Give children an engaging stimulus, an image or a short film and ask children to write a narrative piece based upon this. It maybe that if they are watching a film extract they could write a conversational piece, they could be asked to write a description of setting, character or both. They could be asked to write an ending for a short film or a piece of action. It would be short and not a whole narrative. Children should be used to this type of writing as it is standard fare in most schools. The two hours would allow for 30 mins thinking/planning time if needed followed by an extended writing session of 90 minutes which would allow some children time to edit and redraft sections.
(Disclaimer) This is just an idea that I think could possibly work.
Two/three weeks prior to the test date teachers can download a 2/3 week basic unit plan on a topic with key focus points, key information and key vocabulary. This, for example, could be Volcanoes, Castles etc.
The teachers then have 2/3 weeks to teach content and vocabulary whilst revising text types and applying them to the topic.
On the day of the test the task is revealed. Something like non-chronological report, recount of visit to… etc
The children at this point should have the content knowledge and also knowledge of text types in order to ‘succeed.’
Although in a perfect world none of this would happen, we would just teach our pupils how to write creatively, passionately and accurately without the need for testing.
As always I welcome your comments.
I like to use films with an emotional story line with children. It often leads to deep and mature discussion, allowing the teacher to draw out emotive vocabulary from the children who are then inspired to write using this language whilst including the emotional content in their writing.
I was thinking about the films that had an effect on me as I was growing up. I was born in 1982 and I still love watching children's films today, so I thought I would compile a list of the 6 saddest moments in Children's films. (I have 6 as I couldn't narrow any further to a 'top' 5)
I tried not to include 6 death scenes in the list, although this is often the saddest point of any film. Some of the obvious ones are not in there - Bambi's mother for example, but I have never seen that film (or Starwars!) I would also like to feature 'Land Before Time' - When Lightfoot's mother dies and the death of Mufasa in 'Lion King' but again more death scenes, so they only get a notable mention.
The Hunchback of Notre Dame (1996)
Toy Story 2 (2000)
Monsters Inc (2002)
How to Train Your Dragon 2 (2014)
I watched this film with my 6 year old and we were both in tears when Stoick died, I have just asked Noah what the saddest part of any film he has seen is. He said when "Dumbledore dies or when Stoick dies." When I asked him why this was sad, he said "because Stoick was the leader so more people are sad." But "also he is killed by 'Toothless' - Hiccup's best friend so it makes it even worse for Hiccup." I think he puts it rather well!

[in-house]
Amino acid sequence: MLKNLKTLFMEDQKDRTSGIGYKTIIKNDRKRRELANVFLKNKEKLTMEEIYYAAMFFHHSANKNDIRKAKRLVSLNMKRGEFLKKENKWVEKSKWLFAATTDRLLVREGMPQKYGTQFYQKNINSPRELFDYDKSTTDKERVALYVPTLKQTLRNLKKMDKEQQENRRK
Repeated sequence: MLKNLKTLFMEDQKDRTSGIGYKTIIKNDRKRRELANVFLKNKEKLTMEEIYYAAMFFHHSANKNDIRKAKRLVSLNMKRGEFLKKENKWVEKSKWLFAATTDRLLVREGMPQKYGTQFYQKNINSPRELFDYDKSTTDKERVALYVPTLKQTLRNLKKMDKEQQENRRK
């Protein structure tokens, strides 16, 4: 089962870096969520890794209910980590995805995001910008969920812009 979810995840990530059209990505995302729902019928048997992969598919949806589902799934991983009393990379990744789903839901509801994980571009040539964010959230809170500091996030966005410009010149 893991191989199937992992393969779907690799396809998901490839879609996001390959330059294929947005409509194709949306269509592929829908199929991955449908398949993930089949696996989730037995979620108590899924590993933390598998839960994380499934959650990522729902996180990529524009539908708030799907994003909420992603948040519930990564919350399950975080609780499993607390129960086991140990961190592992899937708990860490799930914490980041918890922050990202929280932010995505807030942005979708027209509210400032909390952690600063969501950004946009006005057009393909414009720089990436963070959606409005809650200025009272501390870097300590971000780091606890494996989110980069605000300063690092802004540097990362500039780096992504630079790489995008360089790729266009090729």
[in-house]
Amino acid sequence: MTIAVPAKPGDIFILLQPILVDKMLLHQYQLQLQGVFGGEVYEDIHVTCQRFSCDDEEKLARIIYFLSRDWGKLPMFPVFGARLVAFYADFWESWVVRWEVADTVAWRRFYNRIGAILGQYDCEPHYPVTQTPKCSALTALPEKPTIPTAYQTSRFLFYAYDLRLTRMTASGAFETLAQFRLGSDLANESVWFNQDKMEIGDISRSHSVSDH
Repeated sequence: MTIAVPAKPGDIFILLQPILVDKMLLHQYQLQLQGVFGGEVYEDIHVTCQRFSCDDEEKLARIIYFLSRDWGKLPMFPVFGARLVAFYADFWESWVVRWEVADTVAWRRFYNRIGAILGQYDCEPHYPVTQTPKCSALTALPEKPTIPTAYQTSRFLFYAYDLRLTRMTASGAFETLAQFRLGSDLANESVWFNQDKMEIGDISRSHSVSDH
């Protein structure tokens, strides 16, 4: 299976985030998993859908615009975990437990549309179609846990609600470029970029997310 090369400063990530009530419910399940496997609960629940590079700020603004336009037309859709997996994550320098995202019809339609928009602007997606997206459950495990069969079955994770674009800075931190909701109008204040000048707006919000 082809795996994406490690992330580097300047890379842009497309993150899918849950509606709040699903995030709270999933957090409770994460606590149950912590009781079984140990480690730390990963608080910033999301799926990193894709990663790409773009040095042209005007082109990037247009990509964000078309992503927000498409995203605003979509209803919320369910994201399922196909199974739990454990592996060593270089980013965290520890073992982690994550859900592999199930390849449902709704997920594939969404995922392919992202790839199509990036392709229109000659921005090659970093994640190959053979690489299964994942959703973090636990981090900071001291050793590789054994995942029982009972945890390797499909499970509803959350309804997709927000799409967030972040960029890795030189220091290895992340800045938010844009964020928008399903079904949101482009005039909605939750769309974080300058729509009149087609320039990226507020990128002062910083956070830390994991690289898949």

I would be happy to hear your comments about the list. Maybe you agree with the tear ratings or maybe you would like to add your own scene to the list, please do so using the comments below.
A quick video of me exploring the Warhorse Interactive App. It has a mass of information on there. Start with the illustrated novel. Then you could open the timeline and read about key events including maps, images, audio and videos. There are also interviews with historians on the battle sites. You can then see an excerpt of the novel read by the author himself.
I recently came across these great interactive story books on the app store, like all great finds, whilst I was looking for something else.
The iClassic bundle contains 12 interactive tales from four of the world's greatest authors: H.P. Lovecraft, Edgar Alan Poe, Charles Dickens and Oscar Wilde.
The Lovecraft stories are probably more suitable for students in secondary school (age 11+) The Poe and Dickens stories are suitable for students in UKS2 (ages 9+) but it will be a good idea to read them before sharing with your class. The Oscar Wilde texts are suitable for children from around Year 3 (7+)
Lovecraft titles - The Hound, The Window and Dagon - there is also a brief biography of the author.
Poe titles - Eldorado, The Cask of Amontadillo, Alone, The Facts in the case of M. Valdemar.
Dickens Titles - Christmas Ghosts, The Ivy Green, A Madman's Manuscript and a brief biography.
Wilde titles - The Selfish Giant, The Happy Prince, The Nightingale and the Rose plus a biography.
Rob from Literacy Shed